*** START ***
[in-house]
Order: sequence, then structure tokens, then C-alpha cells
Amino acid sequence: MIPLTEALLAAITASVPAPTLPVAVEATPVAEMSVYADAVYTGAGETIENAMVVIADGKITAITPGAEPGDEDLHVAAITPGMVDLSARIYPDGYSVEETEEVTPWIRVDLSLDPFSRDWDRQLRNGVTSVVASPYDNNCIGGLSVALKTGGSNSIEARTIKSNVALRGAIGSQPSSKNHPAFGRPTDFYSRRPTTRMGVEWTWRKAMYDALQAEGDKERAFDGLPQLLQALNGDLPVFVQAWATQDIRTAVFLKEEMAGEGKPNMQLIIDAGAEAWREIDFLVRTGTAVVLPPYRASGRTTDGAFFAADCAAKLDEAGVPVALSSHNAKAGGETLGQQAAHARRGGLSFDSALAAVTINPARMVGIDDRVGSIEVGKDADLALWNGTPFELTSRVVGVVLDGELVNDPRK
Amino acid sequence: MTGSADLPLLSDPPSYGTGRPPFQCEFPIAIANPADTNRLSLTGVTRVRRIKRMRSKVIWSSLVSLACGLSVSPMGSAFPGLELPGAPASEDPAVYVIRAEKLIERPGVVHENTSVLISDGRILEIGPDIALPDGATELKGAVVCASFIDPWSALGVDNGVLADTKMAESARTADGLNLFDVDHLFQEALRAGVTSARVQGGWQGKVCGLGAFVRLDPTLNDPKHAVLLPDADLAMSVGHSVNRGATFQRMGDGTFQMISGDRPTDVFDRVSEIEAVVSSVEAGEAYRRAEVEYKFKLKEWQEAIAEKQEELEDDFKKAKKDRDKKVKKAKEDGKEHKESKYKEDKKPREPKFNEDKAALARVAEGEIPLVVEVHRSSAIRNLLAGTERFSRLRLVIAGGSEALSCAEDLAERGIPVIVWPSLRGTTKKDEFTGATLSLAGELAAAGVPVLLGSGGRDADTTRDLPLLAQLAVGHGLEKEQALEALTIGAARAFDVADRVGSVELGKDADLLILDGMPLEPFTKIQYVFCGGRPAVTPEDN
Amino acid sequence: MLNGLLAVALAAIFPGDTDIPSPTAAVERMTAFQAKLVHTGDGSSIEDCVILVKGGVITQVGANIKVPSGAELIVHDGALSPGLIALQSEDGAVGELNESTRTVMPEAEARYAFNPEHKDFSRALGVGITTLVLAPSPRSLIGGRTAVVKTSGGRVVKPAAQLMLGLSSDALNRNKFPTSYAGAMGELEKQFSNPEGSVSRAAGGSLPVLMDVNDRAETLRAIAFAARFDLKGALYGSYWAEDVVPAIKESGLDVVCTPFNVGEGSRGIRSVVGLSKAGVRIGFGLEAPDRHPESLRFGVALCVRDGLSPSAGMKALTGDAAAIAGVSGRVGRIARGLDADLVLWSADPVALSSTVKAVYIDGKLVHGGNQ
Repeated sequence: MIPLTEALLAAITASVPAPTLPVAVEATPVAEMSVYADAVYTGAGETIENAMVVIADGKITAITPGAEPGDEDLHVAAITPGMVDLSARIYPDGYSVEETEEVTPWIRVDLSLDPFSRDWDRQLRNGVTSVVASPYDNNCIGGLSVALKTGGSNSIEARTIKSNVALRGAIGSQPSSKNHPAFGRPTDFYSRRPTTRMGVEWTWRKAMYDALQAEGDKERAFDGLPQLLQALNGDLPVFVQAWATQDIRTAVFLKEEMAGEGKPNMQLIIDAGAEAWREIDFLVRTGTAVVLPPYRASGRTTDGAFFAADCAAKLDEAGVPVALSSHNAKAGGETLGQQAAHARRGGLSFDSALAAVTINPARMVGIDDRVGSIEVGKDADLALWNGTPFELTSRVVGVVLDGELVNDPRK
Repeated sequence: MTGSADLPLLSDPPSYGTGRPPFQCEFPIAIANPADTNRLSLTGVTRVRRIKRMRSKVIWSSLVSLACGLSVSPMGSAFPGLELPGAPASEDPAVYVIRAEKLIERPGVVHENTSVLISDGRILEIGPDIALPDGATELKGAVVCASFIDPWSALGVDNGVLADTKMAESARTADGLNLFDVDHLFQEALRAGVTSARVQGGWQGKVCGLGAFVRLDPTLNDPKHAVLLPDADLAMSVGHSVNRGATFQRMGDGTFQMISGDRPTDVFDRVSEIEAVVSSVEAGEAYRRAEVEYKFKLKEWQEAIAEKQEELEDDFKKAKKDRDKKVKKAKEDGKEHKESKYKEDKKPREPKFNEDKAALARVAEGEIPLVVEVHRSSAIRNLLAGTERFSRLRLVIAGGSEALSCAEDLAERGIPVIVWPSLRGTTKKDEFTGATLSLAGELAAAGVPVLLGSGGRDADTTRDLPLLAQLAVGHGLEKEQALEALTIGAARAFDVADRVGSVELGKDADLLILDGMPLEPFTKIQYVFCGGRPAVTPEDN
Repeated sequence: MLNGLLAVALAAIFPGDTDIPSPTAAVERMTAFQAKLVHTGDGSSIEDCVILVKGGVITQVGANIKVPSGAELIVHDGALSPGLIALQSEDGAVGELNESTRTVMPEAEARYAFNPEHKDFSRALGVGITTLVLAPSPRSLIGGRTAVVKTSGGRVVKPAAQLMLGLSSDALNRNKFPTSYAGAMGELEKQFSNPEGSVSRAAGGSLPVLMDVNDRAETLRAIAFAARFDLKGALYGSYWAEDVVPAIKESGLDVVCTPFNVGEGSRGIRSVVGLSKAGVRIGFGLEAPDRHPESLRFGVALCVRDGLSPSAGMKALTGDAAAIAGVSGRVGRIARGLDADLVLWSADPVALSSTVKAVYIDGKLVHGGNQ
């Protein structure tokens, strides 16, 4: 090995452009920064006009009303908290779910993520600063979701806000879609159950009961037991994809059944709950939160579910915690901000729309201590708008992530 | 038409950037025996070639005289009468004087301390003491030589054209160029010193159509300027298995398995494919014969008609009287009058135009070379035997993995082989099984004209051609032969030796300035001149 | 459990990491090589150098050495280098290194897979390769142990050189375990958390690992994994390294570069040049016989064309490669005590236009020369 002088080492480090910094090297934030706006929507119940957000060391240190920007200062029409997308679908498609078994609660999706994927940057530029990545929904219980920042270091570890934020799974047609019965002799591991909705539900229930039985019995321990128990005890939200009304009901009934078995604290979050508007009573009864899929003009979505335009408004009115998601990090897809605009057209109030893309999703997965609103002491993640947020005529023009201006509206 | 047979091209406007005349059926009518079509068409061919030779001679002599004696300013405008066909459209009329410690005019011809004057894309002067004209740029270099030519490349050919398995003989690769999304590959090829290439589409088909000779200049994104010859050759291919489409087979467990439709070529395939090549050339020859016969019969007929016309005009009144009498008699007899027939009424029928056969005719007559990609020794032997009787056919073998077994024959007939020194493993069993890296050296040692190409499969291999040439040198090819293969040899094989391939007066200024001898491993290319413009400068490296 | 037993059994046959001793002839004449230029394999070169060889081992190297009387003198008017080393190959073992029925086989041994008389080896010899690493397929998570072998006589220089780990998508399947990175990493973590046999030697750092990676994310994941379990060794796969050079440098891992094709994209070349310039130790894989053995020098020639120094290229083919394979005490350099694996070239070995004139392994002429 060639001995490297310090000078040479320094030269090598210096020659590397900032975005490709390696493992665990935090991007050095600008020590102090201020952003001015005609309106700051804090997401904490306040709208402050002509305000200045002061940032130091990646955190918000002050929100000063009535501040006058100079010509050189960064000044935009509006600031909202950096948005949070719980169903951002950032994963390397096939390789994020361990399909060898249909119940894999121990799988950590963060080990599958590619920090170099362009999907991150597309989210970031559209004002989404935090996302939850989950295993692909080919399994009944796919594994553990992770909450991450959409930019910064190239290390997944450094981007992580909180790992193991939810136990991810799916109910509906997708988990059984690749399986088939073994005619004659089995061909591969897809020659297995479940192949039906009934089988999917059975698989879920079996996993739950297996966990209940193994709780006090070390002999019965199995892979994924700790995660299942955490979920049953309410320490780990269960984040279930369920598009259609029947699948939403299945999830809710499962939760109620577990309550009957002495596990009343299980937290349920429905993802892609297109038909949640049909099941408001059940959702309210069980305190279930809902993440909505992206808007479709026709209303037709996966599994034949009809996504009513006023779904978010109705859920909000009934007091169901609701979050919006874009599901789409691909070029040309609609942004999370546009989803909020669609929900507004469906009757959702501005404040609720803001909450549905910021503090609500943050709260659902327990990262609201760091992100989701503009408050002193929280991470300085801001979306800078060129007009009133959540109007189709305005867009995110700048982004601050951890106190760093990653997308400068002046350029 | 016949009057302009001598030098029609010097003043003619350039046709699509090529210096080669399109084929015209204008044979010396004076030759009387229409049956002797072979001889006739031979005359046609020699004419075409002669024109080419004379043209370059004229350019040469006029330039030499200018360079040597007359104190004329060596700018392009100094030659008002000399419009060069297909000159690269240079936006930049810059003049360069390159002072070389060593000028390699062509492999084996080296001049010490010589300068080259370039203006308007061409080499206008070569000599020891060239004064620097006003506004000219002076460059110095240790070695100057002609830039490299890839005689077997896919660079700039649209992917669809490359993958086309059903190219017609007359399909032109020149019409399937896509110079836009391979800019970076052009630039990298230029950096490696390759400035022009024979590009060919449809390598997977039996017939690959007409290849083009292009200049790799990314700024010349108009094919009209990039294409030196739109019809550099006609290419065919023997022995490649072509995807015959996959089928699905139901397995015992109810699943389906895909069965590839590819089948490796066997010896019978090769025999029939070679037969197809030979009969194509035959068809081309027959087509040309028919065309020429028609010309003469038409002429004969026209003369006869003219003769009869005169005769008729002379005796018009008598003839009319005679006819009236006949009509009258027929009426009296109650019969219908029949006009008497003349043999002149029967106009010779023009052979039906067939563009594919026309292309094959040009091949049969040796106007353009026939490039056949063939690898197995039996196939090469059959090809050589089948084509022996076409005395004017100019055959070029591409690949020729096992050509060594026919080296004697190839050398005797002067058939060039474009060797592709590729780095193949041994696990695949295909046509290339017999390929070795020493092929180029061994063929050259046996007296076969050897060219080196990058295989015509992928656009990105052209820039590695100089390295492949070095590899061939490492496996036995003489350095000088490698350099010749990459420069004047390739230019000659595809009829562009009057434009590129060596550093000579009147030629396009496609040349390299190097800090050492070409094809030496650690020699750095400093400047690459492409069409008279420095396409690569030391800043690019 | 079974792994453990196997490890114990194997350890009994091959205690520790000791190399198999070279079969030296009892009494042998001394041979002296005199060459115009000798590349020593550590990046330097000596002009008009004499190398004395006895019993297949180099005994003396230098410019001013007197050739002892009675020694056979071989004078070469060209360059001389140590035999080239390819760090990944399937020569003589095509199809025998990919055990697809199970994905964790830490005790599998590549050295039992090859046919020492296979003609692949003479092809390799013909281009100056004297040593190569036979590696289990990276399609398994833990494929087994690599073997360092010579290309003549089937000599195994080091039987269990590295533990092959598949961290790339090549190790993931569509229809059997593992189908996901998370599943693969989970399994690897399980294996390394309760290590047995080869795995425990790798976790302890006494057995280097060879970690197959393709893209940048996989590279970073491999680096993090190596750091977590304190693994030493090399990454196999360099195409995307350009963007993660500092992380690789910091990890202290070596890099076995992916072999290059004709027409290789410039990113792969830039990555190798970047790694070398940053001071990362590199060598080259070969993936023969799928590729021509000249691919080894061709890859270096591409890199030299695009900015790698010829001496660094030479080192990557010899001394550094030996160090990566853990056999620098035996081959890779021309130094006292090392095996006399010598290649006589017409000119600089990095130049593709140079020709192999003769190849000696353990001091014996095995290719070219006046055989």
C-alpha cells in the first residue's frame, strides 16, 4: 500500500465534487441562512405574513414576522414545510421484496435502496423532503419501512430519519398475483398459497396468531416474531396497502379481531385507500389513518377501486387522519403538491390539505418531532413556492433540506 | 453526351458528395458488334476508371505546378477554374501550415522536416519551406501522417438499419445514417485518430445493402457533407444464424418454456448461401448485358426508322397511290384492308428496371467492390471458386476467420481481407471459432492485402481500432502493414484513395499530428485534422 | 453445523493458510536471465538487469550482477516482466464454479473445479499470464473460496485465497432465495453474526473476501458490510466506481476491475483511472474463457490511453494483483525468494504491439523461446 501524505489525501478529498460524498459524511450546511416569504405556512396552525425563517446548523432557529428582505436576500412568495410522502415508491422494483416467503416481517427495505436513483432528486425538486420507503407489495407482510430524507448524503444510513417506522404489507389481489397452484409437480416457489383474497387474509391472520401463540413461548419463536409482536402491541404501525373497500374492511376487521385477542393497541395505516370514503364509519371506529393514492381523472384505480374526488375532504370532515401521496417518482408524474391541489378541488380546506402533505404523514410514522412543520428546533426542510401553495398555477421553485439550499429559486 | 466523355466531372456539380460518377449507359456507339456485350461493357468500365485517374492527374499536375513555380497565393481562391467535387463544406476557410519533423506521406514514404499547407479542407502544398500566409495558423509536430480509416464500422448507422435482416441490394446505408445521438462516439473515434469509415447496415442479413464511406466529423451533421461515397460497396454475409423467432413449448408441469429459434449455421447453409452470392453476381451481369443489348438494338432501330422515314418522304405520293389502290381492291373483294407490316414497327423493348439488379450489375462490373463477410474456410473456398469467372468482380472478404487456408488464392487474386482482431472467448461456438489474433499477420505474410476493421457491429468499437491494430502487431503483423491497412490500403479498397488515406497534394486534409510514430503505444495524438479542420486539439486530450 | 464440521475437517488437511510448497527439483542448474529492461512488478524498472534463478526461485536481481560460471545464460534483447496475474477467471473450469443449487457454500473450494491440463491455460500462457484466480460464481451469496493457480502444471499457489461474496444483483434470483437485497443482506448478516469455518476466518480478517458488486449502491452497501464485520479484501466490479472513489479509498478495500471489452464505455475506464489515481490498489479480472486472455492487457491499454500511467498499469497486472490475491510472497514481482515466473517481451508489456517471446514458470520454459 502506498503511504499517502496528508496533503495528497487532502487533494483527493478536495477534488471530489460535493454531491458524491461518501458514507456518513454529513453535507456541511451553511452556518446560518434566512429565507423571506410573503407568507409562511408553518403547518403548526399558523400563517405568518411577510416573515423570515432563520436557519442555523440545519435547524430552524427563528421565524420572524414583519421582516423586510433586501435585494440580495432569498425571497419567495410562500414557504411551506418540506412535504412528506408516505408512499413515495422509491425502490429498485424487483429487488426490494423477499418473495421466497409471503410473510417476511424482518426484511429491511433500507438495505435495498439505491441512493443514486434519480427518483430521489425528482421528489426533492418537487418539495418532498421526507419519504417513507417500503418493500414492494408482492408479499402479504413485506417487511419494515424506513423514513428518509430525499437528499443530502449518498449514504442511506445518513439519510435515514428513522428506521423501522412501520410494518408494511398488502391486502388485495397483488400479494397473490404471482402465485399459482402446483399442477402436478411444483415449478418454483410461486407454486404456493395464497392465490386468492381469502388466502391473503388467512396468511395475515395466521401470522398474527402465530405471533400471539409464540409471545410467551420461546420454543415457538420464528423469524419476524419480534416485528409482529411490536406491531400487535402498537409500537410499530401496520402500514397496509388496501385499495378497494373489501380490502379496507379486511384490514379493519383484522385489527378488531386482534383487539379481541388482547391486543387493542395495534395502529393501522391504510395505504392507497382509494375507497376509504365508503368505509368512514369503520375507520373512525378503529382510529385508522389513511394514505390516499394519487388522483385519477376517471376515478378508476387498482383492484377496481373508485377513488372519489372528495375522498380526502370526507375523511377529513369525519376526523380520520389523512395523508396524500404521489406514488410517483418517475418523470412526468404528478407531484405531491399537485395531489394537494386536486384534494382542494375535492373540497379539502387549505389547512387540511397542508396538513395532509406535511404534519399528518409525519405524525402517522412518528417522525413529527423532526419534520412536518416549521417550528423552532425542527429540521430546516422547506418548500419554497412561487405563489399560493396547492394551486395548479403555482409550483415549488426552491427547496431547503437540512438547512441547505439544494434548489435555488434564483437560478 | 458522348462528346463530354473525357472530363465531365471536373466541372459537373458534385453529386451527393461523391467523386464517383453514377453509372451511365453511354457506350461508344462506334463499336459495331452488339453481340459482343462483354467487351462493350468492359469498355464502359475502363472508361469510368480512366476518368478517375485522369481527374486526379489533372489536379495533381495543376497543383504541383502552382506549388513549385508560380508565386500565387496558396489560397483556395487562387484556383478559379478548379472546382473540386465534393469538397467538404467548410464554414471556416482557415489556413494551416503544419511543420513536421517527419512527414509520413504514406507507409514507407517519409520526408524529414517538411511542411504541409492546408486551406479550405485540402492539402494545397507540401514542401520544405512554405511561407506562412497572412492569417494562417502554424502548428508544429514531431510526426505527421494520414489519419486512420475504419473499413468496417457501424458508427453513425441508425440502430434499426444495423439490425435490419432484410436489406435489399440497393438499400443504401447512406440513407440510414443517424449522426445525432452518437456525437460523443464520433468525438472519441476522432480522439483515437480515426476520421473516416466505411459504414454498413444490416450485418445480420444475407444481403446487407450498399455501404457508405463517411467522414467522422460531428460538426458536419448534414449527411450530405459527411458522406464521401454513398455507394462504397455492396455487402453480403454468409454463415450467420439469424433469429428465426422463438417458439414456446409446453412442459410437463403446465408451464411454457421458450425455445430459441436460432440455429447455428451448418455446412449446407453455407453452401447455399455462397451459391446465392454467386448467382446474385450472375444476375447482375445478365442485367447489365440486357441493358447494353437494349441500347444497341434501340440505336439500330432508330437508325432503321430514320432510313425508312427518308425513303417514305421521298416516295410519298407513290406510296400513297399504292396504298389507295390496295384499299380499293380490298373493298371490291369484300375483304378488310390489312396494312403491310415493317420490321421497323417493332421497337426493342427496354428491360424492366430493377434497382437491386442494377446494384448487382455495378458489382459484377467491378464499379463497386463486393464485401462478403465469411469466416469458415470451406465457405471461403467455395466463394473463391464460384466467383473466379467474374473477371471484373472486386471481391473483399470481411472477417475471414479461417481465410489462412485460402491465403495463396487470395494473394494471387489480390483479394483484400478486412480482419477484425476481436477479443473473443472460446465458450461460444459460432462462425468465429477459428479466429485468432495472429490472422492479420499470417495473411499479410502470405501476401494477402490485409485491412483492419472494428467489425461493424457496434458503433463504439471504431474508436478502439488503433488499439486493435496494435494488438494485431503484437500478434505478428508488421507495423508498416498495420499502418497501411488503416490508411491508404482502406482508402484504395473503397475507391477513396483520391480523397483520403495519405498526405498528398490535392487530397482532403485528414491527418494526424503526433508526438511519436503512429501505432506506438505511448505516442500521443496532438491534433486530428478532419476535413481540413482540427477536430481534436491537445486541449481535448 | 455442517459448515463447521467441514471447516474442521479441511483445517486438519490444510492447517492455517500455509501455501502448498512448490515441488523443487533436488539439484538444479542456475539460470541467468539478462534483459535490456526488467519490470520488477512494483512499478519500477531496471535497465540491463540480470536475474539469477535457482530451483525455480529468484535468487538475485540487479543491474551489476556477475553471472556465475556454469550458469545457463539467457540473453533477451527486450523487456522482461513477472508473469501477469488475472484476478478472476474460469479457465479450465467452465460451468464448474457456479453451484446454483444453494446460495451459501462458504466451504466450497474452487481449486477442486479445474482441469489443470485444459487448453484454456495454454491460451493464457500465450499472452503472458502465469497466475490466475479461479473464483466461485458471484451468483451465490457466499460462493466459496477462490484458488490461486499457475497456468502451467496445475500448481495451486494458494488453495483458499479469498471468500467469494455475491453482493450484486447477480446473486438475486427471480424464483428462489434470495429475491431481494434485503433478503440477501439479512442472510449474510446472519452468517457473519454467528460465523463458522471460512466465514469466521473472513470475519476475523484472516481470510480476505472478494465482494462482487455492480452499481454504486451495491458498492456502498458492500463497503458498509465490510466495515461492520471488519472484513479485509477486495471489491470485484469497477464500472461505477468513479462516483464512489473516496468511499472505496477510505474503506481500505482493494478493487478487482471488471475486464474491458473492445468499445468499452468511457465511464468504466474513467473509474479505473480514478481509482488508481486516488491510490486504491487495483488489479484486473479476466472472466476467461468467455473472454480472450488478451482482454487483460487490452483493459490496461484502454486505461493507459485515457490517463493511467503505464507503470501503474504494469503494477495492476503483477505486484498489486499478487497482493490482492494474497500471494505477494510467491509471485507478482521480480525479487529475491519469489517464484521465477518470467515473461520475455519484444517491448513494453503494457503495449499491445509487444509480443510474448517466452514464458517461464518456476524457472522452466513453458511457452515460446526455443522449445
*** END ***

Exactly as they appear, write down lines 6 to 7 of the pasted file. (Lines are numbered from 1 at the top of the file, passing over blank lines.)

Repeated sequence: MIPLTEALLAAITASVPAPTLPVAVEATPVAEMSVYADAVYTGAGETIENAMVVIADGKITAITPGAEPGDEDLHVAAITPGMVDLSARIYPDGYSVEETEEVTPWIRVDLSLDPFSRDWDRQLRNGVTSVVASPYDNNCIGGLSVALKTGGSNSIEARTIKSNVALRGAIGSQPSSKNHPAFGRPTDFYSRRPTTRMGVEWTWRKAMYDALQAEGDKERAFDGLPQLLQALNGDLPVFVQAWATQDIRTAVFLKEEMAGEGKPNMQLIIDAGAEAWREIDFLVRTGTAVVLPPYRASGRTTDGAFFAADCAAKLDEAGVPVALSSHNAKAGGETLGQQAAHARRGGLSFDSALAAVTINPARMVGIDDRVGSIEVGKDADLALWNGTPFELTSRVVGVVLDGELVNDPRK
Repeated sequence: MTGSADLPLLSDPPSYGTGRPPFQCEFPIAIANPADTNRLSLTGVTRVRRIKRMRSKVIWSSLVSLACGLSVSPMGSAFPGLELPGAPASEDPAVYVIRAEKLIERPGVVHENTSVLISDGRILEIGPDIALPDGATELKGAVVCASFIDPWSALGVDNGVLADTKMAESARTADGLNLFDVDHLFQEALRAGVTSARVQGGWQGKVCGLGAFVRLDPTLNDPKHAVLLPDADLAMSVGHSVNRGATFQRMGDGTFQMISGDRPTDVFDRVSEIEAVVSSVEAGEAYRRAEVEYKFKLKEWQEAIAEKQEELEDDFKKAKKDRDKKVKKAKEDGKEHKESKYKEDKKPREPKFNEDKAALARVAEGEIPLVVEVHRSSAIRNLLAGTERFSRLRLVIAGGSEALSCAEDLAERGIPVIVWPSLRGTTKKDEFTGATLSLAGELAAAGVPVLLGSGGRDADTTRDLPLLAQLAVGHGLEKEQALEALTIGAARAFDVADRVGSVELGKDADLLILDGMPLEPFTKIQYVFCGGRPAVTPEDN